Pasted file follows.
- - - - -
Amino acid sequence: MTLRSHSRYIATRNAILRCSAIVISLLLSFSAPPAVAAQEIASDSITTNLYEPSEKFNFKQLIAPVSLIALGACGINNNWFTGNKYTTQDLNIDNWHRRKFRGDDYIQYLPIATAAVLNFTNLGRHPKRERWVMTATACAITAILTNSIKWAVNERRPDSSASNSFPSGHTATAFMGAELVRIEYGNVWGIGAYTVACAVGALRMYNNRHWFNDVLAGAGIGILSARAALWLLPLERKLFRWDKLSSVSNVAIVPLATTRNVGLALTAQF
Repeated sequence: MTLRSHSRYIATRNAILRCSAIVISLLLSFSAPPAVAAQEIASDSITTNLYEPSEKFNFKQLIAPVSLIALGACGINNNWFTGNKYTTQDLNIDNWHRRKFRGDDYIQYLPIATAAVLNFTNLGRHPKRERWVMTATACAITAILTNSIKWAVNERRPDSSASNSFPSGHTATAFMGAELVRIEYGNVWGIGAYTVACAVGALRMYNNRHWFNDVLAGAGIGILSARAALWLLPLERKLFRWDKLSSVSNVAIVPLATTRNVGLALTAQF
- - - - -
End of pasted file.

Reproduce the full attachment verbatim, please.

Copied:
Amino acid sequence: MTLRSHSRYIATRNAILRCSAIVISLLLSFSAPPAVAAQEIASDSITTNLYEPSEKFNFKQLIAPVSLIALGACGINNNWFTGNKYTTQDLNIDNWHRRKFRGDDYIQYLPIATAAVLNFTNLGRHPKRERWVMTATACAITAILTNSIKWAVNERRPDSSASNSFPSGHTATAFMGAELVRIEYGNVWGIGAYTVACAVGALRMYNNRHWFNDVLAGAGIGILSARAALWLLPLERKLFRWDKLSSVSNVAIVPLATTRNVGLALTAQF
Repeated sequence: MTLRSHSRYIATRNAILRCSAIVISLLLSFSAPPAVAAQEIASDSITTNLYEPSEKFNFKQLIAPVSLIALGACGINNNWFTGNKYTTQDLNIDNWHRRKFRGDDYIQYLPIATAAVLNFTNLGRHPKRERWVMTATACAITAILTNSIKWAVNERRPDSSASNSFPSGHTATAFMGAELVRIEYGNVWGIGAYTVACAVGALRMYNNRHWFNDVLAGAGIGILSARAALWLLPLERKLFRWDKLSSVSNVAIVPLATTRNVGLALTAQF